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Cloud, privacy, big data and smart cities top HDS predictions

Cloud, privacy, big data and smart cities top HDS predictions

Hybrid cloud adoption will increase in Asia Pacific says Hitachi Data Systems CTO Adrian De Luca

Cloud computing, privacy and big data will increase in priority for enterprises in 2015, while the smart cities trend will continue in Asia Pacific as countries such as China try to address urbanisation issues, according to Hitachi Data Systems (HDS) Asia Pacific CTO Adrian De Luca.

Speaking at the vendor’s Innovation Forum 2014 in Singapore, De Luca outlined the company’s predictions for 2015.

Cloud computing

Citing a Cisco Global Cloud Index, De Luca said there is an “overwhelming desire” in Asia Pacific to deploy hybrid cloud – a mix of private and public cloud environments.

Approximately 70 per cent of organisations in APAC are already using or evaluating hybrid clouds today, said De Luca.

“One of the big problems that still exists with cloud computing is being able to mobilise those workloads. This is where we are seeing technologies like [open source containerisation platform] Docker coming to the fore. Docker allows people to containerise workloads and shift the workloads in and out of hybrid clouds.”

Privacy

In Australia, the introduction of the <i>Privacy Act</i> amendments in March has led to more people thinking about governance, said De Luca.

“Before, we used to think about data protection in the context of securing the data within the company and protecting intellectual property [IP]. Now, that needs to be balanced with protecting the identity of users and critical information.”

“Data leakages are increasing and they have catastrophic affects for a lot of organisations. As we continue to rely on all of the technologies, being able to marry your IT strategy with governance is important,” he said.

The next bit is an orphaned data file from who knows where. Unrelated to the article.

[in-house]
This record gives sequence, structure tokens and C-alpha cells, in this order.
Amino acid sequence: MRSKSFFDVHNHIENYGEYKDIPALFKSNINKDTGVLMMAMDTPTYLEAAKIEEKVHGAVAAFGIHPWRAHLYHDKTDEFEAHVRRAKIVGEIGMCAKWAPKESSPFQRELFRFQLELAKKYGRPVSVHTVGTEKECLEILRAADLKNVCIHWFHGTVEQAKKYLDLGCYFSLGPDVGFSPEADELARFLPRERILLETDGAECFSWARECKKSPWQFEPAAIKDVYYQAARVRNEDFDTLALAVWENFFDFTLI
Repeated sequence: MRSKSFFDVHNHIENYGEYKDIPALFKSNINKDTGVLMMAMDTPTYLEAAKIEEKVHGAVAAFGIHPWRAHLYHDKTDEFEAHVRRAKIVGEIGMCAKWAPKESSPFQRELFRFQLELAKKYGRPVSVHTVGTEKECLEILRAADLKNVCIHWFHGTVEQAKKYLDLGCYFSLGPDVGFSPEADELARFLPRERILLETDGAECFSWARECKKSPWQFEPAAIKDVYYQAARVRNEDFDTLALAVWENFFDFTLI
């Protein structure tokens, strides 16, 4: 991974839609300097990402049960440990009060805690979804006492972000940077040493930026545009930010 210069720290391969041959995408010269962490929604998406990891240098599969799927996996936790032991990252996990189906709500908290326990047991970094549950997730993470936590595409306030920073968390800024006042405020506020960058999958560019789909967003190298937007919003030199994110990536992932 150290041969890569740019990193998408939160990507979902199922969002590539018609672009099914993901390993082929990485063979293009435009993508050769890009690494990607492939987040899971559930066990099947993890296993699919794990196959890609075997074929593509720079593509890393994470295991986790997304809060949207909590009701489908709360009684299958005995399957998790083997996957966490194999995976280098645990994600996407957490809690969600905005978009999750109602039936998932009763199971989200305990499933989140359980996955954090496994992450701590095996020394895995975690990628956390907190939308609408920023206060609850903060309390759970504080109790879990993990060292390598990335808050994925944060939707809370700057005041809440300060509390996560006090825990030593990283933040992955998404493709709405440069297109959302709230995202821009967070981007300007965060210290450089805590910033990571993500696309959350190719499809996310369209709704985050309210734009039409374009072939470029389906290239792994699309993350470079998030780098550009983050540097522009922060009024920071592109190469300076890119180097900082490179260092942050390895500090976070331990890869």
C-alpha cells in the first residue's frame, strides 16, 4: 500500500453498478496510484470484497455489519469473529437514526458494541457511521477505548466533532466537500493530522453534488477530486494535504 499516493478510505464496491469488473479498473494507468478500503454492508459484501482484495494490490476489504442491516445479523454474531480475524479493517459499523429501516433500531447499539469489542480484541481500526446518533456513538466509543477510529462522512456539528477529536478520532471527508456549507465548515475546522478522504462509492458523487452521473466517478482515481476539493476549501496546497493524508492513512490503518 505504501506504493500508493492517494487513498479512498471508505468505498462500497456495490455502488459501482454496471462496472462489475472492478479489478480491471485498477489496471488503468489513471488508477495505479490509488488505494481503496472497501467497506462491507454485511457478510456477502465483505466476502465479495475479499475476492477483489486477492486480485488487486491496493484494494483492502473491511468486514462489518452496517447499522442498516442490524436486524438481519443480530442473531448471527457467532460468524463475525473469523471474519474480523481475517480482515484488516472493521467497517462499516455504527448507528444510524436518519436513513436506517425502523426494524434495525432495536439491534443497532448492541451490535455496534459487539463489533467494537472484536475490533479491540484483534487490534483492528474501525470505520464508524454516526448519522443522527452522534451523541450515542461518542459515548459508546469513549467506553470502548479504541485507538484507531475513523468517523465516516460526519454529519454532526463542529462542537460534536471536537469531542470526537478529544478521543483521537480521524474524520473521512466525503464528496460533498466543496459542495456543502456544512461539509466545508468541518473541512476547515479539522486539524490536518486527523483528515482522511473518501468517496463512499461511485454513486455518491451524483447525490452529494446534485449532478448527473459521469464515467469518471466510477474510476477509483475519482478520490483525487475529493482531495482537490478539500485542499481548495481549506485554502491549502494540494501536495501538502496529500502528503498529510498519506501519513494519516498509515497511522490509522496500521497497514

Big data

According to De Luca, financial services firms are starting to see the potential of big data analytics.

He cited the example of MasterCard which in October 2014 signed a two year deal with Facebook to mine user behavioural information out of the social network's feeds.

MasterCard plans to feed the anonymised data along with information from other sources into an analytics platform called the Priceless Engine. The company will work with Australian banks in 2015 to serve up tailored online offers for MasterCard customers.

In November 2013, HDS released a big data report titled The Hype and the Hope: The road to big data adoption in Asia Pacific. One hundred and sixty-six Australia and New Zealand senior executives and front line managers responded to the survey. A total of 550 organisations in Asia Pacific were polled.

Read more: Updated: AWS investigates CloudFront problems

Seventy three per cent of A/NZ respondents expected forecasting accuracy to improve by 25 per cent while 76 per cent said that management decision making would improve by over 25 per cent through the use of big data.

Smart cities

Countries in Asia Pacific will continue to invest in smart city technology to deal with rapid urbanisation and social/demographic challenges, said De Luca.

In November 2013, a memorandum of understanding was signed by the Infocomm Development Authority of Singapore (IDA), International Enterprise (IE) Singapore and Suzhou Industrial Park Administrative Committee (SIPAC) in China on a smart cities project.

Under the smart city partnership, IDA, IE Singapore and SIPAC are looking to establish districts in Singapore and Suzhou, China for pilots of smart cities.

According to its website, the Sino-Singapore Guangzhou Knowledge City (SSGKC) will integrate urban management systems, cloud computing, and the Internet of Things (IoT) to develop a world class city where residents can live and work in a “safe, efficient and resource-efficient environment.”

In May 2014, The CRC for Low Carbon Living Vision and Pathways 2040 Project held a workshop to discuss how Sydney and Melbourne could be transformed through green, smart technologies, and create a vision for what the cities will look like in 2040.

The CRC wants the majority of households using onsite storage of solar energy and smart analytical tools that suggest to people when they should offset demand.

The idea is to store energy collected through a solar panel in a battery, which is placed on the household’s land, so that it can be used when there’s peak demand.

Hamish Barwick travelled to Singapore as a guest of Hitachi Data Systems.

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